The minimization algorithm aims to ensure unbiased allocation of the intervention during its phased roll-out. Each factor has been defined in the form of a question with a nine-level response scale. Responses from volunteering hospitals will be assessed for variance and grouped into two levels (zero 'low' and one 'moderate/high') accordingly for evaluation in the minimization algorithm. The algorithm allocates the first hospital in presenting sequence of eligibility to receive the intervention in the first (year one) or later phases of implementation at random. The algorithm then allocates subsequent hospitals to each respective phase of the intervention minimizing differences across factor levels, such that, in each phase of implementation the sample is balanced with respect to hospitals with both low and moderate/high levels of each factor. In our pilot testing, we observed substantial variability between the six respondents on three of the four factors, suggesting that our minimization factors do discriminate and are suitable for use in the minimization algorithm to guide the allocation of the intervention to hospitals. All respondents rated factor three (effectiveness of bed-management) as 'moderately high'. It will therefore be important to monitor the variability in this factor when the survey is completed by CEOs from additional hospitals in Ontario as the ED-PIP is rolled out. Further pilot testing in additional hospitals is likely required before this tool can be widely recommended.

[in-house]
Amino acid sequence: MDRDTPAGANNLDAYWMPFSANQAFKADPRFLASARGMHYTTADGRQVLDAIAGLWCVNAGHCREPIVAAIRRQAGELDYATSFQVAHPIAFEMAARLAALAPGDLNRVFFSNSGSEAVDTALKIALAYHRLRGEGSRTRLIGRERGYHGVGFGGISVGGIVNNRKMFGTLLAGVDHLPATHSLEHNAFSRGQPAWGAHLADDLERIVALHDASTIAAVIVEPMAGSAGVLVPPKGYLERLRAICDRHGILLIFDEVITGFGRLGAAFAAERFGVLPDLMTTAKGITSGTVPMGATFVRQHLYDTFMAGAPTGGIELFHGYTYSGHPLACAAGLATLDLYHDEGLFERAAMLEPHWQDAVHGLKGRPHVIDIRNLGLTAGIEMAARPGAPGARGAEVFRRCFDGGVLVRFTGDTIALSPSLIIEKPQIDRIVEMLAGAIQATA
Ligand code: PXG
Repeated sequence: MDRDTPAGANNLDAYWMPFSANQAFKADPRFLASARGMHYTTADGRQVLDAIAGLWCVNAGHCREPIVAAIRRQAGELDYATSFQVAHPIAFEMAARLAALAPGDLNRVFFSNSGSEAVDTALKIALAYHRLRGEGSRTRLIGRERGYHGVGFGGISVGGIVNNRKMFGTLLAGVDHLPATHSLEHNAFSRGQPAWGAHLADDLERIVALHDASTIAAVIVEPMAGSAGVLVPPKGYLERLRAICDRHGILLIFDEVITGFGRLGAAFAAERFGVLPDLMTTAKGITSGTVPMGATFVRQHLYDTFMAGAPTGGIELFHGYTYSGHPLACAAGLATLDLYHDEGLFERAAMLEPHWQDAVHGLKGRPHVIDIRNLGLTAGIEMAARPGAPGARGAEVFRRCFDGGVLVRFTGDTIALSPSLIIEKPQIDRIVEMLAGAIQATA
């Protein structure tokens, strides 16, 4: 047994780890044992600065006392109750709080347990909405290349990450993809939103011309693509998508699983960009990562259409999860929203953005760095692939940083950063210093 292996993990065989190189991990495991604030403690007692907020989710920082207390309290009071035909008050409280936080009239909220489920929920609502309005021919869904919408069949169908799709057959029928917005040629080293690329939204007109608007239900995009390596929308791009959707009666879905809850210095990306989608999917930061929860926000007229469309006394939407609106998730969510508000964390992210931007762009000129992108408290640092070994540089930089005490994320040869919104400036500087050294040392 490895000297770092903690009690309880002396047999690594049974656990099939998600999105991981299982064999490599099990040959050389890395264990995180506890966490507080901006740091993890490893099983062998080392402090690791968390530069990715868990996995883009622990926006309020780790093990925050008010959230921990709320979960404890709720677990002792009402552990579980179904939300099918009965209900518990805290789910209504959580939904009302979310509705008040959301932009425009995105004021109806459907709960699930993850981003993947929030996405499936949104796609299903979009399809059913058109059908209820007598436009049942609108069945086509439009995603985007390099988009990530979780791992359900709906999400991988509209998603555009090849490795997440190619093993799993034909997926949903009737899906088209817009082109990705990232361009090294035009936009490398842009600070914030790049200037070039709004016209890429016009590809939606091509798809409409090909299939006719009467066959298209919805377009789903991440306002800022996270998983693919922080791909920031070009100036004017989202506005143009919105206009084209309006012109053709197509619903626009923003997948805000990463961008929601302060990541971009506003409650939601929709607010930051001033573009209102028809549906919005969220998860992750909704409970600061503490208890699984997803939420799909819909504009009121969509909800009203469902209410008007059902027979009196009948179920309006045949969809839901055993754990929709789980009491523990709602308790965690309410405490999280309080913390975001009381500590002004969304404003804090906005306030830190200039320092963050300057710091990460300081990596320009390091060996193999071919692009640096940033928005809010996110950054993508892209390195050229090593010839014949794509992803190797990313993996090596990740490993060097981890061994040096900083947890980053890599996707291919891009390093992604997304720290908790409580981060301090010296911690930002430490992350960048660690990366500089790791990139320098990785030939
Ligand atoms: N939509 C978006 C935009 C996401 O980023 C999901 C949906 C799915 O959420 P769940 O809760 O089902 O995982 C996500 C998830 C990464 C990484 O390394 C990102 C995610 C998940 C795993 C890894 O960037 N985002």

The organizational change management literature contains a large number of potential factors or mechanisms likely to represent either a barrier or facilitator to achieving change [17, 19, 20, 23, 31–39]. These are largely based on retrospective cross-sectional observation and evaluation of change interventions . There are few longitudinal  studies or rigorous evaluations of these factors . Gustafson and colleagues , however, offer a concise review of potential factors; and illustrate and test an 18-factor model devised to predict and explain the success or failure of a change process in healthcare settings. The model was derived from an expert panel process and literature review, but was neither evaluated with respect to objective outcomes nor designed to be used for intervention allocation purposes. Rather, the factors were compiled to guide managers initiating and managing a change initiative within a healthcare setting on actionable determinants of implementation success. The model is too complex for allocation using a minimization algorithm due to the number of factors and levels within each. Further, most factors are concerned with optimal intervention design and implementation rather than organizational culture or context factors likely to confound intervention success or failure. Our four factors are not designed as a comprehensive list of all potential factors affecting the success of a hospital level policy intervention, but rather as important hospital-specific factors likely to confound the success or failure of the intervention at all phases of implementation.